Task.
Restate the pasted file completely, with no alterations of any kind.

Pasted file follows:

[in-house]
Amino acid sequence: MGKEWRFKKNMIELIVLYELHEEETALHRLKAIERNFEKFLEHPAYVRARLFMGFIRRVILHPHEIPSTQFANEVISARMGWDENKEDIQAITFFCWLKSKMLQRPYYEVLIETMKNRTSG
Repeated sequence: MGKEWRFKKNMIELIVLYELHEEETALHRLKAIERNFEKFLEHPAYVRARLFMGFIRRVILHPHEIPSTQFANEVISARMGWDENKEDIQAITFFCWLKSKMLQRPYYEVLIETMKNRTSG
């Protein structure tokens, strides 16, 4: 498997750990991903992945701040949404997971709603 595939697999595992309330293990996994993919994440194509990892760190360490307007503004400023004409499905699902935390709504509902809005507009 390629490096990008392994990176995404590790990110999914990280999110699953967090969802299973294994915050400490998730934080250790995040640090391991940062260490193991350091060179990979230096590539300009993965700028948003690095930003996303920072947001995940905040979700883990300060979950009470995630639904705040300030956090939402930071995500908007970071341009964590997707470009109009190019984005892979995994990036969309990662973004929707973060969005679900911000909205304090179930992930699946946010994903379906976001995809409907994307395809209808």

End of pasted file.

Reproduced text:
[in-house]
Amino acid sequence: MGKEWRFKKNMIELIVLYELHEEETALHRLKAIERNFEKFLEHPAYVRARLFMGFIRRVILHPHEIPSTQFANEVISARMGWDENKEDIQAITFFCWLKSKMLQRPYYEVLIETMKNRTSG
Repeated sequence: MGKEWRFKKNMIELIVLYELHEEETALHRLKAIERNFEKFLEHPAYVRARLFMGFIRRVILHPHEIPSTQFANEVISARMGWDENKEDIQAITFFCWLKSKMLQRPYYEVLIETMKNRTSG
């Protein structure tokens, strides 16, 4: 498997750990991903992945701040949404997971709603 595939697999595992309330293990996994993919994440194509990892760190360490307007503004400023004409499905699902935390709504509902809005507009 390629490096990008392994990176995404590790990110999914990280999110699953967090969802299973294994915050400490998730934080250790995040640090391991940062260490193991350091060179990979230096590539300009993965700028948003690095930003996303920072947001995940905040979700883990300060979950009470995630639904705040300030956090939402930071995500908007970071341009964590997707470009109009190019984005892979995994990036969309990662973004929707973060969005679900911000909205304090179930992930699946946010994903379906976001995809409907994307395809209808």